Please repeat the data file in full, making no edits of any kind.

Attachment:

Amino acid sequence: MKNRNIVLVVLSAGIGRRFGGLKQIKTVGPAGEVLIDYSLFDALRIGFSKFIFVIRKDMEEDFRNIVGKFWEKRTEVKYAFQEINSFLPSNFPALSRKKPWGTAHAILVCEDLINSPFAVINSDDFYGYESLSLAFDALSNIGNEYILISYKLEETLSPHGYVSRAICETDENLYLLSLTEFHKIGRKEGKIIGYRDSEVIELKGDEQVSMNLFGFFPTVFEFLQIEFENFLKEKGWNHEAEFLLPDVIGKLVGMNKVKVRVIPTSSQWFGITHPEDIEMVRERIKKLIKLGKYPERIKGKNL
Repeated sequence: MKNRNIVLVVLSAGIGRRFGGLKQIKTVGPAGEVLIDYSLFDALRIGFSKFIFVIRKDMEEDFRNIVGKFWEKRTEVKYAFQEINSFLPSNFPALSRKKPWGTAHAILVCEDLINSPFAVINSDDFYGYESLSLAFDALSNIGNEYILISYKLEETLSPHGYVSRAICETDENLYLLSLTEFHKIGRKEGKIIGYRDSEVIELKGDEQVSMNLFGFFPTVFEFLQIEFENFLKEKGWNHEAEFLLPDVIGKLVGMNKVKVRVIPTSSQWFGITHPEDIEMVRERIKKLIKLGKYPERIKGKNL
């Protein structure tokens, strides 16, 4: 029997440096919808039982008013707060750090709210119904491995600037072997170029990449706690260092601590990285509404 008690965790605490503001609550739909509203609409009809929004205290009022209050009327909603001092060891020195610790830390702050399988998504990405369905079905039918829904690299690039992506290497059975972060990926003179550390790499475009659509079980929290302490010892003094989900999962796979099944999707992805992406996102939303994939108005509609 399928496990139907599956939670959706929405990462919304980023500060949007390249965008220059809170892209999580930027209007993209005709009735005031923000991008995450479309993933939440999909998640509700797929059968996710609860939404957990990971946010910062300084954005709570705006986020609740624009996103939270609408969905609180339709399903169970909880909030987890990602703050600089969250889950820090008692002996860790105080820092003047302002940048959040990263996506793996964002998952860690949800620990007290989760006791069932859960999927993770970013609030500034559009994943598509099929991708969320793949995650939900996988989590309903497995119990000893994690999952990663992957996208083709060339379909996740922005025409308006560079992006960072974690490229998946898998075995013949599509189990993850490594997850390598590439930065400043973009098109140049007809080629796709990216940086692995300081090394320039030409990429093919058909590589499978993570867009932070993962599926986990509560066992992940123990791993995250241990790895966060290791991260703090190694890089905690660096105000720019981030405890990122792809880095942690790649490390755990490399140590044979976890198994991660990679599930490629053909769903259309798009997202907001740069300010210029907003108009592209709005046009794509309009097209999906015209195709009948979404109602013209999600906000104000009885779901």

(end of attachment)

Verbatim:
Amino acid sequence: MKNRNIVLVVLSAGIGRRFGGLKQIKTVGPAGEVLIDYSLFDALRIGFSKFIFVIRKDMEEDFRNIVGKFWEKRTEVKYAFQEINSFLPSNFPALSRKKPWGTAHAILVCEDLINSPFAVINSDDFYGYESLSLAFDALSNIGNEYILISYKLEETLSPHGYVSRAICETDENLYLLSLTEFHKIGRKEGKIIGYRDSEVIELKGDEQVSMNLFGFFPTVFEFLQIEFENFLKEKGWNHEAEFLLPDVIGKLVGMNKVKVRVIPTSSQWFGITHPEDIEMVRERIKKLIKLGKYPERIKGKNL
Repeated sequence: MKNRNIVLVVLSAGIGRRFGGLKQIKTVGPAGEVLIDYSLFDALRIGFSKFIFVIRKDMEEDFRNIVGKFWEKRTEVKYAFQEINSFLPSNFPALSRKKPWGTAHAILVCEDLINSPFAVINSDDFYGYESLSLAFDALSNIGNEYILISYKLEETLSPHGYVSRAICETDENLYLLSLTEFHKIGRKEGKIIGYRDSEVIELKGDEQVSMNLFGFFPTVFEFLQIEFENFLKEKGWNHEAEFLLPDVIGKLVGMNKVKVRVIPTSSQWFGITHPEDIEMVRERIKKLIKLGKYPERIKGKNL
């Protein structure tokens, strides 16, 4: 029997440096919808039982008013707060750090709210119904491995600037072997170029990449706690260092601590990285509404 008690965790605490503001609550739909509203609409009809929004205290009022209050009327909603001092060891020195610790830390702050399988998504990405369905079905039918829904690299690039992506290497059975972060990926003179550390790499475009659509079980929290302490010892003094989900999962796979099944999707992805992406996102939303994939108005509609 399928496990139907599956939670959706929405990462919304980023500060949007390249965008220059809170892209999580930027209007993209005709009735005031923000991008995450479309993933939440999909998640509700797929059968996710609860939404957990990971946010910062300084954005709570705006986020609740624009996103939270609408969905609180339709399903169970909880909030987890990602703050600089969250889950820090008692002996860790105080820092003047302002940048959040990263996506793996964002998952860690949800620990007290989760006791069932859960999927993770970013609030500034559009994943598509099929991708969320793949995650939900996988989590309903497995119990000893994690999952990663992957996208083709060339379909996740922005025409308006560079992006960072974690490229998946898998075995013949599509189990993850490594997850390598590439930065400043973009098109140049007809080629796709990216940086692995300081090394320039030409990429093919058909590589499978993570867009932070993962599926986990509560066992992940123990791993995250241990790895966060290791991260703090190694890089905690660096105000720019981030405890990122792809880095942690790649490390755990490399140590044979976890198994991660990679599930490629053909769903259309798009997202907001740069300010210029907003108009592209709005046009794509309009097209999906015209195709009948979404109602013209999600906000104000009885779901």